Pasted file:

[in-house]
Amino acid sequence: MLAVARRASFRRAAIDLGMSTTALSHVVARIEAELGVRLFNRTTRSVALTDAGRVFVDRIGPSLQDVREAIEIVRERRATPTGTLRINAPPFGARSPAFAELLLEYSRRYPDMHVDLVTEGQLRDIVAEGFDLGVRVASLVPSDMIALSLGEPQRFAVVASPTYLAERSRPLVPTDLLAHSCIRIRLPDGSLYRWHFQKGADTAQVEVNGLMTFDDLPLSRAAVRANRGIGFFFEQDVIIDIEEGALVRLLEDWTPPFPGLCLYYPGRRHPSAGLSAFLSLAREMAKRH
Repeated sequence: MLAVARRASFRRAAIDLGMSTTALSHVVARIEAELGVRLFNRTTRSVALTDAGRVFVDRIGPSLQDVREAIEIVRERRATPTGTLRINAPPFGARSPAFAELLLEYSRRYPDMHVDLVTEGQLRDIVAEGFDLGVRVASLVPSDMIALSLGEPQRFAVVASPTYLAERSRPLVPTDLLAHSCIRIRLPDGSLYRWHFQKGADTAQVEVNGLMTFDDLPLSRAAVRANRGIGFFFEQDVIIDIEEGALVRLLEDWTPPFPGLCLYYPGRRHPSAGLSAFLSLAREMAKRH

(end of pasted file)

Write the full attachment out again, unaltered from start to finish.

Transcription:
[in-house]
Amino acid sequence: MLAVARRASFRRAAIDLGMSTTALSHVVARIEAELGVRLFNRTTRSVALTDAGRVFVDRIGPSLQDVREAIEIVRERRATPTGTLRINAPPFGARSPAFAELLLEYSRRYPDMHVDLVTEGQLRDIVAEGFDLGVRVASLVPSDMIALSLGEPQRFAVVASPTYLAERSRPLVPTDLLAHSCIRIRLPDGSLYRWHFQKGADTAQVEVNGLMTFDDLPLSRAAVRANRGIGFFFEQDVIIDIEEGALVRLLEDWTPPFPGLCLYYPGRRHPSAGLSAFLSLAREMAKRH
Repeated sequence: MLAVARRASFRRAAIDLGMSTTALSHVVARIEAELGVRLFNRTTRSVALTDAGRVFVDRIGPSLQDVREAIEIVRERRATPTGTLRINAPPFGARSPAFAELLLEYSRRYPDMHVDLVTEGQLRDIVAEGFDLGVRVASLVPSDMIALSLGEPQRFAVVASPTYLAERSRPLVPTDLLAHSCIRIRLPDGSLYRWHFQKGADTAQVEVNGLMTFDDLPLSRAAVRANRGIGFFFEQDVIIDIEEGALVRLLEDWTPPFPGLCLYYPGRRHPSAGLSAFLSLAREMAKRH